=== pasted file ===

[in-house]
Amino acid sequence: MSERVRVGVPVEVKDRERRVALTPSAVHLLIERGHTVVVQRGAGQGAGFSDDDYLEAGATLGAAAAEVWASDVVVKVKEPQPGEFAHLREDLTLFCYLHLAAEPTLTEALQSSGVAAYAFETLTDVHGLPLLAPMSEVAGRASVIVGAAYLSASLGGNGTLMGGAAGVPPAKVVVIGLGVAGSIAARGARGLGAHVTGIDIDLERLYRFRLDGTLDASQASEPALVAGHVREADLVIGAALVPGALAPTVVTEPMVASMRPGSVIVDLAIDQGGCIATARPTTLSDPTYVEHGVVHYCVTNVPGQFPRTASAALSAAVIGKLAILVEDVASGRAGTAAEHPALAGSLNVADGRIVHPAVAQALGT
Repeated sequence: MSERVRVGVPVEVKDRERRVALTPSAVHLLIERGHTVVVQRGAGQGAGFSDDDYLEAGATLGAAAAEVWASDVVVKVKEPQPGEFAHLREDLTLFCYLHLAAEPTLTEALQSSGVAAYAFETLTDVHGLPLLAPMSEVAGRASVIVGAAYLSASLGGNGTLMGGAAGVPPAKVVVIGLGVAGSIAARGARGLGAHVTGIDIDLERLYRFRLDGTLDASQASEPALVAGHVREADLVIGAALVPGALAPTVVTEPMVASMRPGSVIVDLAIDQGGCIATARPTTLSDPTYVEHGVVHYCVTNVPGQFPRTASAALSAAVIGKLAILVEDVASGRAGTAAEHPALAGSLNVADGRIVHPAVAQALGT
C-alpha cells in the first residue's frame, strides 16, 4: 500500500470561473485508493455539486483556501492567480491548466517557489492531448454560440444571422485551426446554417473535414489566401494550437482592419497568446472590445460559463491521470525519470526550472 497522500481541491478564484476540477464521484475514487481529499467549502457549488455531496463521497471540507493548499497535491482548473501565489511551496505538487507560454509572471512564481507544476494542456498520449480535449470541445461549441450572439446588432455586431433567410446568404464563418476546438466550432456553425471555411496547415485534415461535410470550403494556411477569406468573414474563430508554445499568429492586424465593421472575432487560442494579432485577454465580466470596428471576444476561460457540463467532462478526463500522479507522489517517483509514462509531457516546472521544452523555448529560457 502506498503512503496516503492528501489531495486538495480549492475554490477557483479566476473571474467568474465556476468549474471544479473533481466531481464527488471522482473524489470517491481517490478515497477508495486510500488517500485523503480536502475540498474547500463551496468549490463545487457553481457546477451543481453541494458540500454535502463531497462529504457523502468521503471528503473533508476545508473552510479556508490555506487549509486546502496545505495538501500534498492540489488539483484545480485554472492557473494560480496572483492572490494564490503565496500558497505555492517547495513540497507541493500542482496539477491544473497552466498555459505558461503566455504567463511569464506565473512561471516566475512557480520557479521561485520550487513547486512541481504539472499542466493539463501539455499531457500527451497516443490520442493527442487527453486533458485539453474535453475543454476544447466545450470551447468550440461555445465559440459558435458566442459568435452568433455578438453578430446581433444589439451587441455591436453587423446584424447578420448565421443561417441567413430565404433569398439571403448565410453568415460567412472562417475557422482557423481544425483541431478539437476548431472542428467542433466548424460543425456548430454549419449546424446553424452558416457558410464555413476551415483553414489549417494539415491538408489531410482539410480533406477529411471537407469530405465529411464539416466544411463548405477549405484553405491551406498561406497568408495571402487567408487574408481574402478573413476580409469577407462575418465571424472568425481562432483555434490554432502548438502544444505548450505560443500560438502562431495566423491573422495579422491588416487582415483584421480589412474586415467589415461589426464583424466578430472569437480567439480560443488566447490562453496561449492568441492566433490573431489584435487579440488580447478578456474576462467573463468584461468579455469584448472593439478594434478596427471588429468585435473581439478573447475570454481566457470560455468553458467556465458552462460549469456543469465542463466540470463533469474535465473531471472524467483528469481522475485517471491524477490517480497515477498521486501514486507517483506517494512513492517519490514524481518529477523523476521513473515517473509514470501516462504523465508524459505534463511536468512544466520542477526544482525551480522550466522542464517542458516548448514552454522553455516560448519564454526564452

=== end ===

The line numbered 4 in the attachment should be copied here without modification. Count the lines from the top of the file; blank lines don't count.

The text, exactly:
C-alpha cells in the first residue's frame, strides 16, 4: 500500500470561473485508493455539486483556501492567480491548466517557489492531448454560440444571422485551426446554417473535414489566401494550437482592419497568446472590445460559463491521470525519470526550472 497522500481541491478564484476540477464521484475514487481529499467549502457549488455531496463521497471540507493548499497535491482548473501565489511551496505538487507560454509572471512564481507544476494542456498520449480535449470541445461549441450572439446588432455586431433567410446568404464563418476546438466550432456553425471555411496547415485534415461535410470550403494556411477569406468573414474563430508554445499568429492586424465593421472575432487560442494579432485577454465580466470596428471576444476561460457540463467532462478526463500522479507522489517517483509514462509531457516546472521544452523555448529560457 502506498503512503496516503492528501489531495486538495480549492475554490477557483479566476473571474467568474465556476468549474471544479473533481466531481464527488471522482473524489470517491481517490478515497477508495486510500488517500485523503480536502475540498474547500463551496468549490463545487457553481457546477451543481453541494458540500454535502463531497462529504457523502468521503471528503473533508476545508473552510479556508490555506487549509486546502496545505495538501500534498492540489488539483484545480485554472492557473494560480496572483492572490494564490503565496500558497505555492517547495513540497507541493500542482496539477491544473497552466498555459505558461503566455504567463511569464506565473512561471516566475512557480520557479521561485520550487513547486512541481504539472499542466493539463501539455499531457500527451497516443490520442493527442487527453486533458485539453474535453475543454476544447466545450470551447468550440461555445465559440459558435458566442459568435452568433455578438453578430446581433444589439451587441455591436453587423446584424447578420448565421443561417441567413430565404433569398439571403448565410453568415460567412472562417475557422482557423481544425483541431478539437476548431472542428467542433466548424460543425456548430454549419449546424446553424452558416457558410464555413476551415483553414489549417494539415491538408489531410482539410480533406477529411471537407469530405465529411464539416466544411463548405477549405484553405491551406498561406497568408495571402487567408487574408481574402478573413476580409469577407462575418465571424472568425481562432483555434490554432502548438502544444505548450505560443500560438502562431495566423491573422495579422491588416487582415483584421480589412474586415467589415461589426464583424466578430472569437480567439480560443488566447490562453496561449492568441492566433490573431489584435487579440488580447478578456474576462467573463468584461468579455469584448472593439478594434478596427471588429468585435473581439478573447475570454481566457470560455468553458467556465458552462460549469456543469465542463466540470463533469474535465473531471472524467483528469481522475485517471491524477490517480497515477498521486501514486507517483506517494512513492517519490514524481518529477523523476521513473515517473509514470501516462504523465508524459505534463511536468512544466520542477526544482525551480522550466522542464517542458516548448514552454522553455516560448519564454526564452